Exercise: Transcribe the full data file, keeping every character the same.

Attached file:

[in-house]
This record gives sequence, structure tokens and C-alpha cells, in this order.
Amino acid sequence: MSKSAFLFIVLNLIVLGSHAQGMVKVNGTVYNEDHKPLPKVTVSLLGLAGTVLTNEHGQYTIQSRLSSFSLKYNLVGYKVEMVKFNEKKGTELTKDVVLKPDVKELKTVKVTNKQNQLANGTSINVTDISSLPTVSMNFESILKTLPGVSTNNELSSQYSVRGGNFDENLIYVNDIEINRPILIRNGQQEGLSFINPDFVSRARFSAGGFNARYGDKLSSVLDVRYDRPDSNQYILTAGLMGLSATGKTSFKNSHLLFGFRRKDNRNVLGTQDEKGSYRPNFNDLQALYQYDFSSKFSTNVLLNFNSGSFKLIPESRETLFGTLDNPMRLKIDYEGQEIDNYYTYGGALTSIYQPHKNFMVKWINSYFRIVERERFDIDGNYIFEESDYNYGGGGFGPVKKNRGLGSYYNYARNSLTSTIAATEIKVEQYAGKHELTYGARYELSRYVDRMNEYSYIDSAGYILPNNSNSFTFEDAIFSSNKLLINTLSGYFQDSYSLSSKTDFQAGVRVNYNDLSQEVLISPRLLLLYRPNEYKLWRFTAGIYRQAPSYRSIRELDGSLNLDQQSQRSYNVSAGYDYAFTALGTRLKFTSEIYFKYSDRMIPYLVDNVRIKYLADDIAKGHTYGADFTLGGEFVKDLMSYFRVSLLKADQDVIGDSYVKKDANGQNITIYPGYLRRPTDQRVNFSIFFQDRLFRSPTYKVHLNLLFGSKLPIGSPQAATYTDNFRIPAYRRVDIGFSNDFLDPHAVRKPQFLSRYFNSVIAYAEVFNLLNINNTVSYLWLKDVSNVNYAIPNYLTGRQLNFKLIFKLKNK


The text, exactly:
[in-house]
This record gives sequence, structure tokens and C-alpha cells, in this order.
Amino acid sequence: MSKSAFLFIVLNLIVLGSHAQGMVKVNGTVYNEDHKPLPKVTVSLLGLAGTVLTNEHGQYTIQSRLSSFSLKYNLVGYKVEMVKFNEKKGTELTKDVVLKPDVKELKTVKVTNKQNQLANGTSINVTDISSLPTVSMNFESILKTLPGVSTNNELSSQYSVRGGNFDENLIYVNDIEINRPILIRNGQQEGLSFINPDFVSRARFSAGGFNARYGDKLSSVLDVRYDRPDSNQYILTAGLMGLSATGKTSFKNSHLLFGFRRKDNRNVLGTQDEKGSYRPNFNDLQALYQYDFSSKFSTNVLLNFNSGSFKLIPESRETLFGTLDNPMRLKIDYEGQEIDNYYTYGGALTSIYQPHKNFMVKWINSYFRIVERERFDIDGNYIFEESDYNYGGGGFGPVKKNRGLGSYYNYARNSLTSTIAATEIKVEQYAGKHELTYGARYELSRYVDRMNEYSYIDSAGYILPNNSNSFTFEDAIFSSNKLLINTLSGYFQDSYSLSSKTDFQAGVRVNYNDLSQEVLISPRLLLLYRPNEYKLWRFTAGIYRQAPSYRSIRELDGSLNLDQQSQRSYNVSAGYDYAFTALGTRLKFTSEIYFKYSDRMIPYLVDNVRIKYLADDIAKGHTYGADFTLGGEFVKDLMSYFRVSLLKADQDVIGDSYVKKDANGQNITIYPGYLRRPTDQRVNFSIFFQDRLFRSPTYKVHLNLLFGSKLPIGSPQAATYTDNFRIPAYRRVDIGFSNDFLDPHAVRKPQFLSRYFNSVIAYAEVFNLLNINNTVSYLWLKDVSNVNYAIPNYLTGRQLNFKLIFKLKNK